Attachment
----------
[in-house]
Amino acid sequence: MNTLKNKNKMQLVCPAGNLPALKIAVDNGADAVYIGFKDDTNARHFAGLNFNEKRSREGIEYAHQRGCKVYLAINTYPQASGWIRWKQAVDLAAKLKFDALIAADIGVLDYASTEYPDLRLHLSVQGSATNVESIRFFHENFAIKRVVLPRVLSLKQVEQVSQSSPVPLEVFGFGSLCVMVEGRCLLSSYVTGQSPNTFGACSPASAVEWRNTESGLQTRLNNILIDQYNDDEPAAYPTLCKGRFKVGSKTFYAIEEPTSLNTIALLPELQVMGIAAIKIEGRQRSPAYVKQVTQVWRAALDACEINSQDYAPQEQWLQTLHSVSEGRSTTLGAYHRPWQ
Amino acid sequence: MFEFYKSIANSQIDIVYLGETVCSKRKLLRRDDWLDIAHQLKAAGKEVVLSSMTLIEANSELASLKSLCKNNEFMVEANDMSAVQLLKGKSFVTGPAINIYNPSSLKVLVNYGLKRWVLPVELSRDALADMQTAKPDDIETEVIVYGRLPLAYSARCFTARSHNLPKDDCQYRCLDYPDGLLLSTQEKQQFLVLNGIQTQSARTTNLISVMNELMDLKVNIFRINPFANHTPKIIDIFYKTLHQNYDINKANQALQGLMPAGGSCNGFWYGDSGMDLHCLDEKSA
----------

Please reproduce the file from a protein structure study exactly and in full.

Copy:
[in-house]
Amino acid sequence: MNTLKNKNKMQLVCPAGNLPALKIAVDNGADAVYIGFKDDTNARHFAGLNFNEKRSREGIEYAHQRGCKVYLAINTYPQASGWIRWKQAVDLAAKLKFDALIAADIGVLDYASTEYPDLRLHLSVQGSATNVESIRFFHENFAIKRVVLPRVLSLKQVEQVSQSSPVPLEVFGFGSLCVMVEGRCLLSSYVTGQSPNTFGACSPASAVEWRNTESGLQTRLNNILIDQYNDDEPAAYPTLCKGRFKVGSKTFYAIEEPTSLNTIALLPELQVMGIAAIKIEGRQRSPAYVKQVTQVWRAALDACEINSQDYAPQEQWLQTLHSVSEGRSTTLGAYHRPWQ
Amino acid sequence: MFEFYKSIANSQIDIVYLGETVCSKRKLLRRDDWLDIAHQLKAAGKEVVLSSMTLIEANSELASLKSLCKNNEFMVEANDMSAVQLLKGKSFVTGPAINIYNPSSLKVLVNYGLKRWVLPVELSRDALADMQTAKPDDIETEVIVYGRLPLAYSARCFTARSHNLPKDDCQYRCLDYPDGLLLSTQEKQQFLVLNGIQTQSARTTNLISVMNELMDLKVNIFRINPFANHTPKIIDIFYKTLHQNYDINKANQALQGLMPAGGSCNGFWYGDSGMDLHCLDEKSA